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Strategic Decision Making

Rock Paper Scissors

Game Theory

I really enjoy movies which highlight the development of the protagonist through their ability to overcome seemingly overwhelming human flaws and achieve their life’s goals. One such movie which really moved me, “A Beautiful Mind” starred Russell Crowe is the story of John Nash who modernized the work of John von Neumann and Oskar Morgenstern’s 1944 published Theory of Games and Economic Behavior.

I won’t review either the movie, or the book in this posting. I merely wanted to make mention of how this movie popularized the concept of game theory – a concept which is also seen in the childhood game many of us have played – Rock-Paper-Scissors and how this is a very useful skill for executives and many others in business for strategic decision making.

Game theory is defined as the study of strategic decision making and how people interact and make their decisions. In essence, the decision maker considers the goal sought to be accomplished and reasons backwards to anticipate the decisions which need while factoring in the anticipated actions of competitors and in some capacity, the market. In a competitive business environment executives make business decisions on a regular basis which impacts their lives, the lives of their employees, and in some cases the market in which their business competes. I recommend the use of game theory as a way to optimize those decisions.

Rock-Paper-Scissors is a decision making game I played as a child which in my opinion, can contextually support executive’s with strategic decision making. The childhood game centers on the notion that each player has one of three choices–rock, paper, and scissors– and that no single choice wins indisputably over all the others. In my mind, each of the options from the game metaphorically translates into three types of strategic decision making options for the executive.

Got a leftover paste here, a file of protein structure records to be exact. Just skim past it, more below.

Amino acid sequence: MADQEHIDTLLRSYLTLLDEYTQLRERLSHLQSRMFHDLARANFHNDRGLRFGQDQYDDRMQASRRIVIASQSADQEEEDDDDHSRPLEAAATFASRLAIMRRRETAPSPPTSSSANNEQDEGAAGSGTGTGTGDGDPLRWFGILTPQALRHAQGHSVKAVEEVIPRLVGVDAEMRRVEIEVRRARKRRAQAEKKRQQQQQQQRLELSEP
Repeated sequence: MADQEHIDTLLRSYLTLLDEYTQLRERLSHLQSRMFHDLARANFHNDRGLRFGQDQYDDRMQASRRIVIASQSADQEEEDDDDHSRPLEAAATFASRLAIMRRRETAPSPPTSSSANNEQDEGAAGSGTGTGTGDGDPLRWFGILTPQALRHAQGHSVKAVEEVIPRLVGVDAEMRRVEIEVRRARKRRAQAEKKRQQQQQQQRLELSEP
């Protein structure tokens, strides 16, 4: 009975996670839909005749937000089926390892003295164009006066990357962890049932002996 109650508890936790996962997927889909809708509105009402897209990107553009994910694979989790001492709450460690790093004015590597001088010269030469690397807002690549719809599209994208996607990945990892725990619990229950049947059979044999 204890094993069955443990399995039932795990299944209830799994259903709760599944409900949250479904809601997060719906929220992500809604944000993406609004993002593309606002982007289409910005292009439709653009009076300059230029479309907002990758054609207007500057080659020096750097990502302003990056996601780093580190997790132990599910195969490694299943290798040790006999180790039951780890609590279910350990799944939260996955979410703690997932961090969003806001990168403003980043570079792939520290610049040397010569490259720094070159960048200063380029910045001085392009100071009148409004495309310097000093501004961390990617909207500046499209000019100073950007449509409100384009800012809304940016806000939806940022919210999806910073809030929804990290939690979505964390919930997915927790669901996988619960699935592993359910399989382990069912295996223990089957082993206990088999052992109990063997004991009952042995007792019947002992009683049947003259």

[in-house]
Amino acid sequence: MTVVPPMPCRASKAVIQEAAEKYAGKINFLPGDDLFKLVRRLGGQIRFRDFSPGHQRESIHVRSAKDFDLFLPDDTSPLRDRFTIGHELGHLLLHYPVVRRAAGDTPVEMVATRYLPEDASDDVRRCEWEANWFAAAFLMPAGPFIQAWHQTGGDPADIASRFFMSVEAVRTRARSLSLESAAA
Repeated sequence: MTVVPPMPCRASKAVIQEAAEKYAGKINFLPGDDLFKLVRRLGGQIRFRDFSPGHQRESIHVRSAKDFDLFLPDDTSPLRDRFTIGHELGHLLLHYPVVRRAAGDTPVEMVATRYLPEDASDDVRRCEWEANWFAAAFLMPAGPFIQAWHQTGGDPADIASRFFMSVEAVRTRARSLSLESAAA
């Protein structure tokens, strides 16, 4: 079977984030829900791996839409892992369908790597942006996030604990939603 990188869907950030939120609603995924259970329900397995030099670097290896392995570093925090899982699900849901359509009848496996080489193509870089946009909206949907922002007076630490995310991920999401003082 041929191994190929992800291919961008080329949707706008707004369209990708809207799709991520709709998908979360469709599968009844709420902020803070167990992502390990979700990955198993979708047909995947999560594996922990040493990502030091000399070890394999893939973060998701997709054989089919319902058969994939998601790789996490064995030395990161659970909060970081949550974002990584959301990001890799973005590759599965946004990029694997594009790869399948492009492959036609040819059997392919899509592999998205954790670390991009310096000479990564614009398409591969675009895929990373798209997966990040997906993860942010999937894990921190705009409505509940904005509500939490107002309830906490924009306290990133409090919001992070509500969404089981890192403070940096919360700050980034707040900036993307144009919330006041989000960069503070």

Rock is brawn, and represents strength and a mighty action. This type of strategic decision making is seen in the form of acquisitions of smaller competitors to gain the skills necessary to compete in the market. Other examples of the Rock strategic decision could be use of a low-cost price strategy to drive product sales and take customers from competitors.  Massive expense cuts and reductions in labor could also be seen as Rock. The objective of Rock strategic decision making is to get an immediate financial impact as a short term goal.


A much slower strategic decision making approach – focusing on implementing a strategy which may have longer timelines before benefits are realized. A Paper strategy may include strategic alignments with other corporations or pursuit of a customer intimacy strategy to gain competitive advantage. Additional Paper strategies are Blue Ocean and involve creating new markets with groundbreaking products as seen with companies like Facebook, Apple, and Google.


A Scissors strategic decision making approach is composed of meticulous actions with surgical precision. Scissors strategies have more moving parts, highly involve the use of tools, require a great deal of planning, and in some instances once fully implemented, have the ability to provide longer term sustainable competitive advantage. Operational excellence, total quality, and brand superiority are some strategic approaches which I would categorize as a Scissors approach.

Like the game, no approach will always win over the other. The key is to use SWOT Analysis, Competitive Analysis, and Market Analysis as inputs into determining which approach is best given the available information.

Contact Coach Clinton to collaborate with you on selecting the strategic decision making approach to best solve to your business challenge.